Anything related to emerging technologies, in this case we’re referring to DevOps, can take a while to generate widespread adoption. There’s a certain level of commitment and attention required to fully engage key stakeholders. Then, they need time to try things out, break things, fix them, and organically uncover the benefits of that technology – or in this case, that cultural practice – on the job.

However, organizations are increasingly adopting DevOps, particularly in cloud computing, and best practices are emerging. If you’re serious about unifying your software development and operations, consider this advice from Michael McClure, one of our trainers, who helped develop our DevOps Academy

Provide a suitable investment.

When people adopt new technology, there’s naturally a high level of excitement. It’s usually a case of, this is going to solve all of our problems! Those holy grail high expectations are often disappointed because that rarely happens. At least not right away.

But too often leaders will drink that particular Kool-aid and rationalize a poor upfront investment. They’ll think of the cost savings associated with DevOps and the cloud, and erroneously assume they don’t need to budget a sizeable annual sum because of the money they’re going to save. In reality, it may take a few years of independent project use to breed familiarity and adoption amidst the staff, and actually inculcate the new technology into business operations. Underfunding can jeopardize an otherwise – potentially – successful implementation and adoption effort.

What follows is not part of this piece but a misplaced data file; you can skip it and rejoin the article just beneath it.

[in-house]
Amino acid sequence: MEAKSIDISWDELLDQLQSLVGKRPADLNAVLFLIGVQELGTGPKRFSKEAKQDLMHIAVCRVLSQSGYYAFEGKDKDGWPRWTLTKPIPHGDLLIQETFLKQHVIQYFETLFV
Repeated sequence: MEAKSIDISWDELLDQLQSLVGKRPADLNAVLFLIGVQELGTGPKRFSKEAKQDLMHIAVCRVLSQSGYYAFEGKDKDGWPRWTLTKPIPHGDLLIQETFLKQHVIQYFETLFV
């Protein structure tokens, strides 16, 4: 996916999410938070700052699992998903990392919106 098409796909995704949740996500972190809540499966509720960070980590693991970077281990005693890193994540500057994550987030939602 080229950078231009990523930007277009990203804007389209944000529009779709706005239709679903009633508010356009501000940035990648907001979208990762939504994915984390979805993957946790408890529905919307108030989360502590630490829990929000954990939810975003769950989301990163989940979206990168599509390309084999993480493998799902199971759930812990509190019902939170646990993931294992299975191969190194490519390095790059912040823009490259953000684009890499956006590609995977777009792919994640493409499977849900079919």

Build a governance model.

The number of services and resources organizations have to handle can become challenging to manage without a governance model. To adequately manage your DevOps, cloud and other tech resources, it pays to create policies and a governance infrastructure before you actually need them, not after. You want to have a system in place to effectively track, secure and manage all technology resources and services. The model will dictate how each service is used, when, what data is available to whom, etc.

Don’t neglect testing protocols.

It’s never a good thing for users to find performance issues in your software and then tell you about them later. You should have sufficiently tested your product beforehand because people will talk. You don’t want bad word of mouth to damage your new software’s chances in the marketplace before it gets off the ground. To avoid bad publicity, testing – preferably automated and continuous – should be in your DevOps stream long before software goes into production.

Select an agnostic DevOps tool.

The path of least resistance is not necessarily the best way to go when choosing the right DevOps tools for your organization. Meaning, choosing a public cloud provider that is tightly linked to one platform may cause problems long-term. When possible, use DevOps tools that are available or useable on more than one public cloud provider. Doing so helps to reduce both the effort required to migrate applications between clouds and the “tool overload” generated by DevOps + Cloud.